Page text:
The rule role self rises to rational, which is all about logical explanations of things and scientific methods and observable reality and so on, and playing to win, some sort of patriarchy type model. Then, that rises to sensitive self, which is more about inclusion of others and sharing and being much more in tune with one’s feelings. Beyond that is then integral, that looks to work with all those levels below or stages below, and beyond that is holistic, which looks to integrate oneself with everything that exists. That’s your self-actualized or individuated level of being.

So, that applies to absolutely everything. You can imagine that your family life or your marriage, the best kind of marriage is ones where you are absolutely completely one with your partner, whether that’s a man, woman, transvestite, or transgendered person, whatever. You want to be completely integrated with them and feel as one with them. Now, that can be sometimes a scary feeling, but you can get to that position where you actually feel no barriers or no boundaries between your partner or lover. That’s what everyone’s ultimately looking for. That’s the ultimate romance.

Then, in terms of money and financial realm, people look to integrate money into everyday life without having to lie and cheat to get it or to struggle to get it. They would love for money to be an integral part of their life without having to think too much about it. It just is there and that’s it, and so on. So, it really applies to every realm of life and it’s a really wonderful model in that sense.

Dirk:
So, in talking about the model, at a couple different points, you did mention integral, the specific word which is part of the theory, sort of the even more developed theory of beyond Spiral Dynamics that you really have gone all in with in your personal and professional lives. What’s that all about?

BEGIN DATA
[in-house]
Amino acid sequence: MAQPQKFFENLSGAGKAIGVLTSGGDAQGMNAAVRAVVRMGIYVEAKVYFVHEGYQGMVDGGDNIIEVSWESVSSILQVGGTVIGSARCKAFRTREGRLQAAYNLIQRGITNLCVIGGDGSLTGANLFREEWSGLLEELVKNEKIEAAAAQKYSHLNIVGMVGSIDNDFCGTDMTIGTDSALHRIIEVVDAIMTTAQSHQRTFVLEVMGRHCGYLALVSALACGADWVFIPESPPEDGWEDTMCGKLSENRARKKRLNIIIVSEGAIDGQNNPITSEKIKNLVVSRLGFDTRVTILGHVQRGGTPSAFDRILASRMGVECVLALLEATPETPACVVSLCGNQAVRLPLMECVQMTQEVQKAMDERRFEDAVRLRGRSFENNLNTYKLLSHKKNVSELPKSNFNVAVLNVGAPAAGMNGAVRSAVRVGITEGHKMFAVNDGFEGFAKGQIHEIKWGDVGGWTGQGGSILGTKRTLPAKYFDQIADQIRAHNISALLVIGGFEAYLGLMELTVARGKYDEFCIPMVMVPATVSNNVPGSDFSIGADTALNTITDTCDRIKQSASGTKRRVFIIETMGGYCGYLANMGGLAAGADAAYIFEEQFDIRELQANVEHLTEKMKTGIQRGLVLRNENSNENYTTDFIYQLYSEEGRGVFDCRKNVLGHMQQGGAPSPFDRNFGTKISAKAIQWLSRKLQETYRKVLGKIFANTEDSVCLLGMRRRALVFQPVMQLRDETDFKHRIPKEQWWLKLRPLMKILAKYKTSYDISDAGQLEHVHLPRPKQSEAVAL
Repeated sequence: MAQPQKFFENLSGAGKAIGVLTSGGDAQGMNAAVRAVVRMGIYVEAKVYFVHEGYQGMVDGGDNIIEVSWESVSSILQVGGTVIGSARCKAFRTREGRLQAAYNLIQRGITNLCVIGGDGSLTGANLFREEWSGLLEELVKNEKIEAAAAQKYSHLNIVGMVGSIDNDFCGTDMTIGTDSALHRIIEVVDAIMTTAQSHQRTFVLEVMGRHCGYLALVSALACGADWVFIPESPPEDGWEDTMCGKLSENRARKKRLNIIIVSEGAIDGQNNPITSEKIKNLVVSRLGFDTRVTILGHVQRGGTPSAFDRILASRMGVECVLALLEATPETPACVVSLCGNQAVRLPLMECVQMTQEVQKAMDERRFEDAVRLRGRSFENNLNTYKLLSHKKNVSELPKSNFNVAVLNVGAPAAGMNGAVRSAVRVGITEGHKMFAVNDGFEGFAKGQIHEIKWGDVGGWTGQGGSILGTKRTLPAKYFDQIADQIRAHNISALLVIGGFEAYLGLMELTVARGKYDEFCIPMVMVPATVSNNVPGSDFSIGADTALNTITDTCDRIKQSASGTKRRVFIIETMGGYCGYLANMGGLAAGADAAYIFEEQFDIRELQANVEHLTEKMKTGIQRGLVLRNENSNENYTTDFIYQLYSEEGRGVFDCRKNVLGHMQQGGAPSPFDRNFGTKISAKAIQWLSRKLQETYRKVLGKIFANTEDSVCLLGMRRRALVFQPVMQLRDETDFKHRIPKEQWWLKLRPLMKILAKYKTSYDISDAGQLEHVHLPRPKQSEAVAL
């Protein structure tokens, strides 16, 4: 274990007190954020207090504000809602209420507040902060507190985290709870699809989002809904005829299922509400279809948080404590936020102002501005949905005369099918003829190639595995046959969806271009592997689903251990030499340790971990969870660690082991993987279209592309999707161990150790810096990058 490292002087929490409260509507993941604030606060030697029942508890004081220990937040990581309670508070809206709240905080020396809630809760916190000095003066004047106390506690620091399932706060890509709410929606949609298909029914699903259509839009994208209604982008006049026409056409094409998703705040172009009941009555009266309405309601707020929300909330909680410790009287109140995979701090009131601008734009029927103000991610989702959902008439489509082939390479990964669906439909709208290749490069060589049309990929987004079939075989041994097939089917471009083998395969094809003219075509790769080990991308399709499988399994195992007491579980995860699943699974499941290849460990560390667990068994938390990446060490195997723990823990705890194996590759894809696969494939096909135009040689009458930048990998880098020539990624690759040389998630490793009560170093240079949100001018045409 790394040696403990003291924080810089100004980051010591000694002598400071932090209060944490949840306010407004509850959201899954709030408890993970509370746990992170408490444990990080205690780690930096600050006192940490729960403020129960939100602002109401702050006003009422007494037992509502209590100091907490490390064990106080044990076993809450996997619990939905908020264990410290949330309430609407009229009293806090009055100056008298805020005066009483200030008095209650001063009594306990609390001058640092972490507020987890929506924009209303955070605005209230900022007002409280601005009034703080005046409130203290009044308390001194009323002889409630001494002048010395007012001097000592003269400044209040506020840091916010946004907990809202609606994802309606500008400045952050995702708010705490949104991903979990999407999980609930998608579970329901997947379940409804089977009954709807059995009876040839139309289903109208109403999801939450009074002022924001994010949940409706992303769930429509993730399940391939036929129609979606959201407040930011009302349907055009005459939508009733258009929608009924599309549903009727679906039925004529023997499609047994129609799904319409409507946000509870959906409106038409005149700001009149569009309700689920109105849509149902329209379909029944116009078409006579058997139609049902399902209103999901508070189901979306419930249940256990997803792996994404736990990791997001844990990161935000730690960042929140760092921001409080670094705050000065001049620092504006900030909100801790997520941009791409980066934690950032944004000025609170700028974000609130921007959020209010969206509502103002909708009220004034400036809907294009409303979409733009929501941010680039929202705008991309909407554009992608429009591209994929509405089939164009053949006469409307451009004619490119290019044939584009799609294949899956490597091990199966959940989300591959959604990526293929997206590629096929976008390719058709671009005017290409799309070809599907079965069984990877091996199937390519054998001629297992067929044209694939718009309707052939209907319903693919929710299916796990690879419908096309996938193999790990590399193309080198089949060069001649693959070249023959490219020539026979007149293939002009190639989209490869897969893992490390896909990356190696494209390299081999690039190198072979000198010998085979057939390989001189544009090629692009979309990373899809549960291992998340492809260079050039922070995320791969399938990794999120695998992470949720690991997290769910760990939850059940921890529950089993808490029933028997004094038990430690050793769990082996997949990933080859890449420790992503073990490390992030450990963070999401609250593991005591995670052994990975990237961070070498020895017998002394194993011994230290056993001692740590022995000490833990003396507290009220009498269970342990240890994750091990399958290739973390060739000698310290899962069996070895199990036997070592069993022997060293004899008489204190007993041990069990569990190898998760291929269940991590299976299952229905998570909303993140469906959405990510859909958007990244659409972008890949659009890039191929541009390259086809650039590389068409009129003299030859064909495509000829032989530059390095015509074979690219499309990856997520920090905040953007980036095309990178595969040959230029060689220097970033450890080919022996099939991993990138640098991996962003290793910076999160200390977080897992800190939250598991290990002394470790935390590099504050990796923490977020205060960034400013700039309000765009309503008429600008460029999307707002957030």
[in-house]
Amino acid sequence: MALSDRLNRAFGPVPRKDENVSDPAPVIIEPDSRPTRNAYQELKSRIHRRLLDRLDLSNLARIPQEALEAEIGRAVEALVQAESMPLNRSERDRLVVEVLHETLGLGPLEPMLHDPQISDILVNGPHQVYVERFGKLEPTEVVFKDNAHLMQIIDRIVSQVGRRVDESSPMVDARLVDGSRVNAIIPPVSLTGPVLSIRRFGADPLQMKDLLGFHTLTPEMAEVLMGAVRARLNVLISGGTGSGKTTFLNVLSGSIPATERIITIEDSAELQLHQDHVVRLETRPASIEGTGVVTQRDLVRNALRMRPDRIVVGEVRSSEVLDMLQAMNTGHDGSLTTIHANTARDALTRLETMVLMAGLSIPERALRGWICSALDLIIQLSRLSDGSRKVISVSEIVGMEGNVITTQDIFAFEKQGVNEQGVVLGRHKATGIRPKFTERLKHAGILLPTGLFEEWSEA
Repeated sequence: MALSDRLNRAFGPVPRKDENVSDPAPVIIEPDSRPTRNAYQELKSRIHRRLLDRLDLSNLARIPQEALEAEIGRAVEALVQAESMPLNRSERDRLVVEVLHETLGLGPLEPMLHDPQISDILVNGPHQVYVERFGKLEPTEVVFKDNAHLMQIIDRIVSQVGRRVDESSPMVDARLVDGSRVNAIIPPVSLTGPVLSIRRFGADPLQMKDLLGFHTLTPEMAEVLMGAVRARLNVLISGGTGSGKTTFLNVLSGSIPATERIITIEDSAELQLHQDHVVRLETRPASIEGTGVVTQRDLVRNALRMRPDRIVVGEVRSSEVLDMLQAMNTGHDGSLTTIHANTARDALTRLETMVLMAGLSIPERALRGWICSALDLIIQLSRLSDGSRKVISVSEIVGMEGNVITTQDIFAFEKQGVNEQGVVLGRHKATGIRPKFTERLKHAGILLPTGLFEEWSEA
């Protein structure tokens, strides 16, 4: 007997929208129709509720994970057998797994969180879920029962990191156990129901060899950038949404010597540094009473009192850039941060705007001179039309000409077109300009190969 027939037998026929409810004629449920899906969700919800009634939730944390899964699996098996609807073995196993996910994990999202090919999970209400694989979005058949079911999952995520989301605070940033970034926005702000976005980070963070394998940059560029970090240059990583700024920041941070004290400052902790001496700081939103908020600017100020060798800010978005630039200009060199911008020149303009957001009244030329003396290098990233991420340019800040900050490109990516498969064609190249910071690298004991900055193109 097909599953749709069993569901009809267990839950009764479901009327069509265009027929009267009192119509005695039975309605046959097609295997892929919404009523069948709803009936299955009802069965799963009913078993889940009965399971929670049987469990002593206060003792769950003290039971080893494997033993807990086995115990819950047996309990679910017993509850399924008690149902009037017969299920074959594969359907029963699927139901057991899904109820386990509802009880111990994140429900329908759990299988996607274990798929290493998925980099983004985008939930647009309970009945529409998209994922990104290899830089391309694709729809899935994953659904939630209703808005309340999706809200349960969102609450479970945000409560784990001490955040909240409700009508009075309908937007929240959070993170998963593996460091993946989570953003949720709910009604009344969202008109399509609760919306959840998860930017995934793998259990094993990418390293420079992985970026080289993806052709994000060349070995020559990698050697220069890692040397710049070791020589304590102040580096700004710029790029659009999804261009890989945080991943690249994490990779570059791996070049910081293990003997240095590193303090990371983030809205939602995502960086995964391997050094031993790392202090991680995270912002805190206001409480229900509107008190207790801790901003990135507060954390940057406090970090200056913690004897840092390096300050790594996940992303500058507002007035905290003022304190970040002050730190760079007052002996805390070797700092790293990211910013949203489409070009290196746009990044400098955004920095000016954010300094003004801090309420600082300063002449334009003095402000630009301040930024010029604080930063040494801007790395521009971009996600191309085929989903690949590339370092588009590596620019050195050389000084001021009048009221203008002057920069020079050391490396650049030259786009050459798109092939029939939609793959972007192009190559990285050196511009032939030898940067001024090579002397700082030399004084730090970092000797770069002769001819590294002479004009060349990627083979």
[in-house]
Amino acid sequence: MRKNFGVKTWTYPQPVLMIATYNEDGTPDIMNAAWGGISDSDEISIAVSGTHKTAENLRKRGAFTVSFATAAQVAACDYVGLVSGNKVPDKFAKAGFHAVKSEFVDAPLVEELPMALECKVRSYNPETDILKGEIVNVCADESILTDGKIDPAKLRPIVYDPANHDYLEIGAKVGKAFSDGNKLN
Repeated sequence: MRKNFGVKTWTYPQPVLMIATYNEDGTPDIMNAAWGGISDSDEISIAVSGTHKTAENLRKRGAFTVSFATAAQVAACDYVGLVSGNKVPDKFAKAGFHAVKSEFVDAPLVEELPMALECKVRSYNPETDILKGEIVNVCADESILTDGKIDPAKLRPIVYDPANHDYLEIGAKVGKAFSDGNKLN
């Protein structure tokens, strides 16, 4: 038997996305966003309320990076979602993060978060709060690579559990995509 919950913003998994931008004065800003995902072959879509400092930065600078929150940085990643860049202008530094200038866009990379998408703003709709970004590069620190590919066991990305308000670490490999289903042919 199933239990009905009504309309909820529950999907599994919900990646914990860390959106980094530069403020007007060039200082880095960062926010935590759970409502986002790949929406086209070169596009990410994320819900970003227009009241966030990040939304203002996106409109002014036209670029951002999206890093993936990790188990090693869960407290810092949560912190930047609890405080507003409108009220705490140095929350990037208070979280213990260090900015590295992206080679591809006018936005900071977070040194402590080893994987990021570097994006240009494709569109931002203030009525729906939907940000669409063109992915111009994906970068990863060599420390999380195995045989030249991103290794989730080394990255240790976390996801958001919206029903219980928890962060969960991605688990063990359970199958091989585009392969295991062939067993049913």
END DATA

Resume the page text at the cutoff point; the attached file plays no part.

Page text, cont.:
Jason:
Sure. So, integral theory is just really borrowing the name from the integral stage in Spiral Dynamics, and that integral stage is really focused on the planetary-centric view of life whereas the holistic stage is focused on cosmo-centric views, so one with the universe.

So, integral theory is a theory of everything that’s talking about self in all reflections or modes of being. So, it now includes quadrant, which talks about four dimensions, additional four dimensions, which is I, we, it, and its. These terms were derived from multiple languages around the world where those words exist in one form or another.

So, the Spiral Dynamics levels of evolution and awareness exist on the level of I, which is individual self, on the level of we, which is the society, societal level, so we can have a society that’s magical and tribal or we can have a society that’s a lot more sensitive and inclusive, democratic, et cetera. It also applies to it, which is objects or things, and its, which is systems of things.

So, we are then looking with the integral theory to rise up. So, there’s also the multiple intelligences theory, which talks about that each human has different development lines, developmental lines, multiple intelligences. So, for example, where I mentioned romantic life, that’s a romantic intelligence.

There is academic intelligence, so whereas in the past we would say to somebody, “Oh, he’s really smart,” it usually would mean that they’ve got maybe a PhD or a high level of academic intelligence. However, human intelligence is much broader than that because some people have high financial intelligence or social intelligence or spiritual intelligence and so on.